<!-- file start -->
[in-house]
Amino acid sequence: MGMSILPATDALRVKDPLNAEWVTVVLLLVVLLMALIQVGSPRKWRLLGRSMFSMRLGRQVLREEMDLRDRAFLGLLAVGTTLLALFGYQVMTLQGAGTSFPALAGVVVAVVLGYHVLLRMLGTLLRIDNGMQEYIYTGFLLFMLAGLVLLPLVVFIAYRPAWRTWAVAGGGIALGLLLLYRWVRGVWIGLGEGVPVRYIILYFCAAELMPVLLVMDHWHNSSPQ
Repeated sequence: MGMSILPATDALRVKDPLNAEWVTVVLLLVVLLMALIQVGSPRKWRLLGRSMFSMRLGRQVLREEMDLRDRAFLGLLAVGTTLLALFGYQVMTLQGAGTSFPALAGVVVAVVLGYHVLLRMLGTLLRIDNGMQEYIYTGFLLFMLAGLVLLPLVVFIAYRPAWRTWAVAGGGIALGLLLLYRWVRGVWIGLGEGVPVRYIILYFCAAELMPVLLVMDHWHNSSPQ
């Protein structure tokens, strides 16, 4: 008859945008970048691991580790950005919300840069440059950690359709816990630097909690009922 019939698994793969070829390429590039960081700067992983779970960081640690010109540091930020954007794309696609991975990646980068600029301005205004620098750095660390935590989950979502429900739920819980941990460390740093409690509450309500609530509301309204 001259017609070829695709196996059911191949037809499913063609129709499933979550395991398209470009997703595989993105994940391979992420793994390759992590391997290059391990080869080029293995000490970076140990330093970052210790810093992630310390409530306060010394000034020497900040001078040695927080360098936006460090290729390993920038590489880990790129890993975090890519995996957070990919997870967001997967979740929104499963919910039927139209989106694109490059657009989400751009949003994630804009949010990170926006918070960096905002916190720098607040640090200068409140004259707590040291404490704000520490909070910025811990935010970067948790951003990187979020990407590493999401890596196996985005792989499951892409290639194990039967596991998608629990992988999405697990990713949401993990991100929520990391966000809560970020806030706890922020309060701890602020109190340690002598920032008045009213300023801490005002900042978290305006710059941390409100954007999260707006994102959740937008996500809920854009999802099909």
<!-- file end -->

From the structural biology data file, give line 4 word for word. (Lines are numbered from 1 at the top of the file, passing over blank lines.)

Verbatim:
């Protein structure tokens, strides 16, 4: 008859945008970048691991580790950005919300840069440059950690359709816990630097909690009922 019939698994793969070829390429590039960081700067992983779970960081640690010109540091930020954007794309696609991975990646980068600029301005205004620098750095660390935590989950979502429900739920819980941990460390740093409690509450309500609530509301309204 001259017609070829695709196996059911191949037809499913063609129709499933979550395991398209470009997703595989993105994940391979992420793994390759992590391997290059391990080869080029293995000490970076140990330093970052210790810093992630310390409530306060010394000034020497900040001078040695927080360098936006460090290729390993920038590489880990790129890993975090890519995996957070990919997870967001997967979740929104499963919910039927139209989106694109490059657009989400751009949003994630804009949010990170926006918070960096905002916190720098607040640090200068409140004259707590040291404490704000520490909070910025811990935010970067948790951003990187979020990407590493999401890596196996985005792989499951892409290639194990039967596991998608629990992988999405697990990713949401993990991100929520990391966000809560970020806030706890922020309060701890602020109190340690002598920032008045009213300023801490005002900042978290305006710059941390409100954007999260707006994102959740937008996500809920854009999802099909």